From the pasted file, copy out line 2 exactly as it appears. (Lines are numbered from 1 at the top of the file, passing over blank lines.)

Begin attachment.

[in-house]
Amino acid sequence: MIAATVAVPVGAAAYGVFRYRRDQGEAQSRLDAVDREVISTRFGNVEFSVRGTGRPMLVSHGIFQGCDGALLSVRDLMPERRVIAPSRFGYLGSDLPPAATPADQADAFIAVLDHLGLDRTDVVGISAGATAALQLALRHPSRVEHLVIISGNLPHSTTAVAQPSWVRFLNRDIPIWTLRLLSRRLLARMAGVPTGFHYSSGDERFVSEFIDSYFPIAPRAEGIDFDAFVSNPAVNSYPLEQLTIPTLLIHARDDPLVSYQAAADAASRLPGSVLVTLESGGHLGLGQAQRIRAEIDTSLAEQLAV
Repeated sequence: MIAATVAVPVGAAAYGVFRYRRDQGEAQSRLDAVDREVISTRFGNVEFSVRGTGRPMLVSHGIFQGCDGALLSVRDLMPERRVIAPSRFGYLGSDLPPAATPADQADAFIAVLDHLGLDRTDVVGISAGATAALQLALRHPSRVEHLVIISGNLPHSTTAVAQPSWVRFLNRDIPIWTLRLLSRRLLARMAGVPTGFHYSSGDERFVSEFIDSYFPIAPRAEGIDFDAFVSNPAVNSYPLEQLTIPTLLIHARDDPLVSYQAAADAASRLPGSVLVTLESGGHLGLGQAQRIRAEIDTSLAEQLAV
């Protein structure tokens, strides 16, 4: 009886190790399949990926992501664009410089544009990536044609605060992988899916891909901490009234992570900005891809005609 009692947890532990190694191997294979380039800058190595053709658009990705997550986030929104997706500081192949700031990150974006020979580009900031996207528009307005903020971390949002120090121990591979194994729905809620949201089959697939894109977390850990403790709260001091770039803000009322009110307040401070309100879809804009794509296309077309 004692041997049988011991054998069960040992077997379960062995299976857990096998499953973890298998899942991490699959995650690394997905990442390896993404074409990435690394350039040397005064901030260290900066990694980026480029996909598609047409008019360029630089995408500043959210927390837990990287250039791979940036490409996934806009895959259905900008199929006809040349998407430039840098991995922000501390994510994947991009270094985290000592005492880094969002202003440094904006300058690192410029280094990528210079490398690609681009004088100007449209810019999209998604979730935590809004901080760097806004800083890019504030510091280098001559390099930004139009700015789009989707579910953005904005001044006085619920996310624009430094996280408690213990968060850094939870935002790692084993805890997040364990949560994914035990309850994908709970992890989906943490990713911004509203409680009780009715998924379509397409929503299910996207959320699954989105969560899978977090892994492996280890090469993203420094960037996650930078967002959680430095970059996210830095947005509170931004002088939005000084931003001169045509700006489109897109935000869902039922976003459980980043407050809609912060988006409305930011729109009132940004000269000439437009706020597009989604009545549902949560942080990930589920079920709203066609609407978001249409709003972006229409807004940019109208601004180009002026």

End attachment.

Amino acid sequence: MIAATVAVPVGAAAYGVFRYRRDQGEAQSRLDAVDREVISTRFGNVEFSVRGTGRPMLVSHGIFQGCDGALLSVRDLMPERRVIAPSRFGYLGSDLPPAATPADQADAFIAVLDHLGLDRTDVVGISAGATAALQLALRHPSRVEHLVIISGNLPHSTTAVAQPSWVRFLNRDIPIWTLRLLSRRLLARMAGVPTGFHYSSGDERFVSEFIDSYFPIAPRAEGIDFDAFVSNPAVNSYPLEQLTIPTLLIHARDDPLVSYQAAADAASRLPGSVLVTLESGGHLGLGQAQRIRAEIDTSLAEQLAV